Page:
Coca-Cola announced plans to buy the North American operations of its largest bottler, Coca-Cola Enterprises , in a deal that would cut costs and increase flexibility in its distribution. What does the move mean for investors? David Silver, equity research analyst at Wall Street Strategies, shared his insights.
“This move is a complete 180 from even back at the analysts’ conference a few months ago, and even on the fourth-quarter conference call,” Silver told CNBC.
Coke's announcement comes just as rival PepsiCo is about to close its own purchase of its largest bottlers, Pepsi Bottling Group and PepsiAmericas .
Coke said it expected to generate cost savings of $350 million over four years and that the transactions, which are essentially cashless, should add to earnings by 2012.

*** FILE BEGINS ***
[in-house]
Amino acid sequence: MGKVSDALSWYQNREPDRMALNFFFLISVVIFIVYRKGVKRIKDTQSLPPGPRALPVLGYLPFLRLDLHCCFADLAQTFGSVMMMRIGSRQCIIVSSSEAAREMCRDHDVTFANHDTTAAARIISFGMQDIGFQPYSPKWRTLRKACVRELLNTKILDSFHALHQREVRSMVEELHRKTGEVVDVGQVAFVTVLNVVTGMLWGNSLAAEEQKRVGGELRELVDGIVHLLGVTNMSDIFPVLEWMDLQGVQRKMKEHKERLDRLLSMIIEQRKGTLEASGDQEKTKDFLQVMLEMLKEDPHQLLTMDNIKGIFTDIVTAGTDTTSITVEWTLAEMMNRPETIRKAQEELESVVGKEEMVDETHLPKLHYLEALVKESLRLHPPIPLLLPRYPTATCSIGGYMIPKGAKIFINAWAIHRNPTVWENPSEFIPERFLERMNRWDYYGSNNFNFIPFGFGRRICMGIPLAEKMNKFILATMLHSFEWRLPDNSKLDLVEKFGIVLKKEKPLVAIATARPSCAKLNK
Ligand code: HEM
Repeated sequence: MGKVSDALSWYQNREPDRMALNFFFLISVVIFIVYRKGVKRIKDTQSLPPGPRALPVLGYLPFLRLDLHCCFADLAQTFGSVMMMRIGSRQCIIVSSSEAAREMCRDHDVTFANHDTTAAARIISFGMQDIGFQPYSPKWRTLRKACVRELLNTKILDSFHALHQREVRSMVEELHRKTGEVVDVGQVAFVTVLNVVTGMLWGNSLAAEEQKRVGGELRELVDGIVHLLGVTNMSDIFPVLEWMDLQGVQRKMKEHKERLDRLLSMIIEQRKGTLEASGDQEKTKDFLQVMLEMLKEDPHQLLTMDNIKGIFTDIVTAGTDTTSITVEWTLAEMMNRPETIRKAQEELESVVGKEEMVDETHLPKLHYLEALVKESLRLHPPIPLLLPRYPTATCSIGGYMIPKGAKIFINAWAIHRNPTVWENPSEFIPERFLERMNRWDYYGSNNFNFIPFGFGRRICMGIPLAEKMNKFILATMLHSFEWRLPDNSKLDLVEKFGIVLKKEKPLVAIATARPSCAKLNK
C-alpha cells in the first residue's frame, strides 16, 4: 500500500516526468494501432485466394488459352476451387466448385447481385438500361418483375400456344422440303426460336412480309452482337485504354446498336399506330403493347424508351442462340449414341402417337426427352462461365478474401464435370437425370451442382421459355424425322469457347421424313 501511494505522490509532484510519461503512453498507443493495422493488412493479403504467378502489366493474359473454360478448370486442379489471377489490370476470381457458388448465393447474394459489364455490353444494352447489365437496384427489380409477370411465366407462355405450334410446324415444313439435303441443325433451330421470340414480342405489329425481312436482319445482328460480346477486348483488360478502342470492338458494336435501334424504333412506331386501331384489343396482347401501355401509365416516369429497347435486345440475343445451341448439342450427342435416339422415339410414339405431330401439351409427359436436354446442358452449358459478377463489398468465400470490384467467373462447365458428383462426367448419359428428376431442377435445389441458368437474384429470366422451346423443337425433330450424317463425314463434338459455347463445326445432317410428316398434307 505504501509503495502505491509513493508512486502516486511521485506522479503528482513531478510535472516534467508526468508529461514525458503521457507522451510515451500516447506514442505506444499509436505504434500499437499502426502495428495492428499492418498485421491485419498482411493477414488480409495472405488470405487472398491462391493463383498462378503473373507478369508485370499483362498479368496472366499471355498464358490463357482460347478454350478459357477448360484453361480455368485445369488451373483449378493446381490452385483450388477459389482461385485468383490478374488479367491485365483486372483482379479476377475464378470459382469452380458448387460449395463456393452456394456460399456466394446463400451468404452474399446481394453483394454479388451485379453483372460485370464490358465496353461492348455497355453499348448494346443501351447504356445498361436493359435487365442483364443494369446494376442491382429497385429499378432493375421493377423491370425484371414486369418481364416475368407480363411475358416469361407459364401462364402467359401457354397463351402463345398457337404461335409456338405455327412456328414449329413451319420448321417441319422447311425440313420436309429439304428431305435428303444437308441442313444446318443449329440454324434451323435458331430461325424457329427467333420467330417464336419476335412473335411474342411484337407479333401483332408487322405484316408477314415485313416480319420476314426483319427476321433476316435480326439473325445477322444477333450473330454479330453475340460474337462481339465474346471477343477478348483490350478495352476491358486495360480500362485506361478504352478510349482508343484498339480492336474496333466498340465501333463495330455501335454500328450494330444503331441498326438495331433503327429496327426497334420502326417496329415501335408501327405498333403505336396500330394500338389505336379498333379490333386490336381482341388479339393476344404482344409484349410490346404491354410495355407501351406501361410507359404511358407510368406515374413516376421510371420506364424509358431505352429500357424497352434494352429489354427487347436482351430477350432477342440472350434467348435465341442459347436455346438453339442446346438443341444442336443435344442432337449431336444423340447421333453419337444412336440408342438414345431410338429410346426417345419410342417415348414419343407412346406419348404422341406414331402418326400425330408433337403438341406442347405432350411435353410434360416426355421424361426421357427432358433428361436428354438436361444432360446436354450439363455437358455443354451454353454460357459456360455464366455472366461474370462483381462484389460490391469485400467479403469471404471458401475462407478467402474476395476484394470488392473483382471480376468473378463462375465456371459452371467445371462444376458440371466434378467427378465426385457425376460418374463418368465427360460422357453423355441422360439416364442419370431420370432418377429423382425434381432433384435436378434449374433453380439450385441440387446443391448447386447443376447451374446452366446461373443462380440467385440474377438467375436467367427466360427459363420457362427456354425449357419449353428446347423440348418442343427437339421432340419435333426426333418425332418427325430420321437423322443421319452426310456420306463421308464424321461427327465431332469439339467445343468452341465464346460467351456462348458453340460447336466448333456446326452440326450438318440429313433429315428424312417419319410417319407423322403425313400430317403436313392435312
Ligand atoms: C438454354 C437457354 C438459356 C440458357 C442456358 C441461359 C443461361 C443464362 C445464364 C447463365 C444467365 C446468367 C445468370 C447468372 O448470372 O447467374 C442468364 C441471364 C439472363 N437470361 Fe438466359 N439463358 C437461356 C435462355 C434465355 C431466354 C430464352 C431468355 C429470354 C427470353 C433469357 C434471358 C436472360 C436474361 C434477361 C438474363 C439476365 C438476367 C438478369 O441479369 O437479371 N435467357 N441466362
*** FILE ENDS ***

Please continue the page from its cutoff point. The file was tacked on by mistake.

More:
“They’re going to be able to ship these directly to warehouses instead of going through the bottlers, which then has to go straight to the retailers,” Silver said. “So that’s where they’re going to be able to save not only the fuel cost, but distribution cost.”
In the short run, Silver said Coke’s move may even lower costs for consumers.
“I don’t think you’re going to see too much price-cutting, but it should help out Coca-Cola’s bottomline, specifically in the bottling area,” he said. “And if this model does works, Coke will be a little more active on the bottling front around the world.”
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Silver does not own shares of KO or CCE.
Wire services contributed to this blog.